Why Our Democracy Needs Disclosure
The disclosure of political spending has become a hot button issue as many of those seeking to buy influence and sway election results with million dollar checks would prefer to do it anonymously. The individuals and corporations writing the checks know they’re doing it and so do the politicians that benefit. Only the public is left in the dark in this equation and that is a serious threat to our democracy. The amount of misinformation out there about disclosure is staggering so the Legal Center has produced a primer on the topic to help separate the fact from the fiction.
Q: Why is disclosure of election-related fundraising and spending important?
A: Disclosure of money raised spent in elections has been the bedrock of our political system for many years, usually supported by all political parties. Voters deserve to know who is funding political communications in order to evaluate the full context of the message. Citizens need to know who has spent money to elect or defeat officials in order to hold those officeholders accountable and prevent corruption.
Justice Kennedy, in the only portion of last year’s Citizens United opinion that had the support of eight of the nine Justices, noted the importance of disclosing the sources of campaign spending. He wrote that disclosure “provide[s] the electorate with information,” makes sure “that voters are fully informed about the person or group who is speaking,” and ensures people are “able to evaluate the arguments to which they are being subjected.”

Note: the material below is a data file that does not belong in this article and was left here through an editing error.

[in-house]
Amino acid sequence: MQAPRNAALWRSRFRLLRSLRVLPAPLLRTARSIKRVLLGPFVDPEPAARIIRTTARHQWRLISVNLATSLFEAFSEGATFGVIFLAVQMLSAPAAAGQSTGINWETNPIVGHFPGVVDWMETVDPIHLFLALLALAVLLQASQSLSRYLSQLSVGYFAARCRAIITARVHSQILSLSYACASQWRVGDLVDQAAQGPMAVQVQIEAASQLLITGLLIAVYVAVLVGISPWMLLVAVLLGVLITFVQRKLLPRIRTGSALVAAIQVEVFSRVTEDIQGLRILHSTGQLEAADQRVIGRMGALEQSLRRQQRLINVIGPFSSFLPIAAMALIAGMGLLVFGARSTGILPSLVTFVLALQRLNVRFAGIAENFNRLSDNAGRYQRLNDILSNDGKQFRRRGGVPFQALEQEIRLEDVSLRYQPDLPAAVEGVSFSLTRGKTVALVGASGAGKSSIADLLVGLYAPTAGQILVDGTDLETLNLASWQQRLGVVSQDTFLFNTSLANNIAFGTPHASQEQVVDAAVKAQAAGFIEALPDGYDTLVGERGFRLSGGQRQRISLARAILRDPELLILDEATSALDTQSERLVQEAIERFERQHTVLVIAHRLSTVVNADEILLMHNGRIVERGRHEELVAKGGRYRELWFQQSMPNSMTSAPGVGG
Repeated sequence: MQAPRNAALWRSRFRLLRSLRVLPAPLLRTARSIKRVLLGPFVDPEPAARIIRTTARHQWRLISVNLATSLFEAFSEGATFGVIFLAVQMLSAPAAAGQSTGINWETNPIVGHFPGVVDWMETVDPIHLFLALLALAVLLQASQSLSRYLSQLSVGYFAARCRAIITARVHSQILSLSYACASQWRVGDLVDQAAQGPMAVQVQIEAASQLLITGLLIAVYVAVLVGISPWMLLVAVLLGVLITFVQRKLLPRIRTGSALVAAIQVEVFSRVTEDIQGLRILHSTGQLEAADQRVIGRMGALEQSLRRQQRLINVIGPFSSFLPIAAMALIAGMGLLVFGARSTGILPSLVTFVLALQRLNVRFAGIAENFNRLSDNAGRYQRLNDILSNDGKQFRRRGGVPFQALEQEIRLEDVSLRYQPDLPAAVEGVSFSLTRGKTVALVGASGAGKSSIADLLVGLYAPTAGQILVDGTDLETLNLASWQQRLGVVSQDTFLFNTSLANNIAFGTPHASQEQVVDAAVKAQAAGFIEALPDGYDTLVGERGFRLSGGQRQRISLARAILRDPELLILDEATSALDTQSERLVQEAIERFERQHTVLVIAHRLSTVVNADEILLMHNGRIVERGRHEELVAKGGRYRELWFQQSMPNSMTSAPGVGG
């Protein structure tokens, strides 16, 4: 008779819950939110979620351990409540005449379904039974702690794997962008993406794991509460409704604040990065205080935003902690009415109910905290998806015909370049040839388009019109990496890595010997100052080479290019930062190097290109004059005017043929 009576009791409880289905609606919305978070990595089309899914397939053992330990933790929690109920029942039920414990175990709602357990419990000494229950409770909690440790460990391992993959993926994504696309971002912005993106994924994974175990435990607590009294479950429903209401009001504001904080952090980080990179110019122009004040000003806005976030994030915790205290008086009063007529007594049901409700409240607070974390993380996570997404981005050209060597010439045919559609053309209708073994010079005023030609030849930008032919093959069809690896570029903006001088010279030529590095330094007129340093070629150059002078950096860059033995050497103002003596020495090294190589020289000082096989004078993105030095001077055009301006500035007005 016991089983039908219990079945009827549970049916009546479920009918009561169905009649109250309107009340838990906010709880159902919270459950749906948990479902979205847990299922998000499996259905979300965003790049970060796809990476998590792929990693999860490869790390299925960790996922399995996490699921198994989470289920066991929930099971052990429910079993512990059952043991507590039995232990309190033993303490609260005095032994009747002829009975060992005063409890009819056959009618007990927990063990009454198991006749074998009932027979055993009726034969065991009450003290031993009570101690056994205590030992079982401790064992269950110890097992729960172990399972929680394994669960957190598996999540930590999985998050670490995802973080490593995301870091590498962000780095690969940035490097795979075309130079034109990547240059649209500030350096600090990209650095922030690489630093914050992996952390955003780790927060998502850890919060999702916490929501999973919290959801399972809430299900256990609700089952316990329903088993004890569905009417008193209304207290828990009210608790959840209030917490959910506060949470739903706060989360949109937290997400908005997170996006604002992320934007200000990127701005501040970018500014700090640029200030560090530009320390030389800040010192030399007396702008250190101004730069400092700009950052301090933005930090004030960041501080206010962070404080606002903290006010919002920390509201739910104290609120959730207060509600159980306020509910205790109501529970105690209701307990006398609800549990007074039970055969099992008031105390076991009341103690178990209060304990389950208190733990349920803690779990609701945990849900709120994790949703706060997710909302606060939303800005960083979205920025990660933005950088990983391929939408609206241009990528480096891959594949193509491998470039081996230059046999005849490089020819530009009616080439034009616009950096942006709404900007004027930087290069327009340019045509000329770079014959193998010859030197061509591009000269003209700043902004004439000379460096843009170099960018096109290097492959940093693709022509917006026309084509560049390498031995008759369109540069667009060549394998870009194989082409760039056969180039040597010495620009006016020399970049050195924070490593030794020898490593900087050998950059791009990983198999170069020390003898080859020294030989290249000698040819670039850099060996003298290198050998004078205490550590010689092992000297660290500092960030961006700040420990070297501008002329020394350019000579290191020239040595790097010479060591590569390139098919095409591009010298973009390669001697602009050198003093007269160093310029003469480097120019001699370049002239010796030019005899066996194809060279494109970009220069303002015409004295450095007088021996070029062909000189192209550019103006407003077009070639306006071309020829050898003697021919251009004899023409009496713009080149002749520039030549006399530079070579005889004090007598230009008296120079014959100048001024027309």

Justice Kennedy explained further: “The First Amendment protects political speech, and disclosure permits citizens and shareholders to react to the speech of corporate entities in a proper way. The transparency enables the electorate to make informed decisions and give proper weight to different speakers and messages.”He also went on to say: “With the advent of the internet, prompt disclosure of expenditures can provide shareholders and citizens with the information needed to hold corporations and elected officials accountable for their positions and supporters. Shareholders can determine whether their corporation’s political speech advances the corporation’s interest in making profits, and citizens can see whether elected officials are ‘in the pocket’ of so-called moneyed interests.”
Justice Kennedy presumed that disclosure would serve as a check on potential misuse of independent expenditures, saying “[i]f elected officials succumb to improper influences from independent expenditures; if they surrender their best judgment; and if they put expediency before principle, then surely there is cause for concern.”
Justice Scalia also made a forceful defense of election-related disclosure last year in a concurring opinion in Doe v. Reed. In that case, which upheld disclosure requirements for petition signers for ballot measures, Justice Scalia wrote: “Requiring people to stand up in public for their political acts fosters civic courage, without which democracy is doomed.”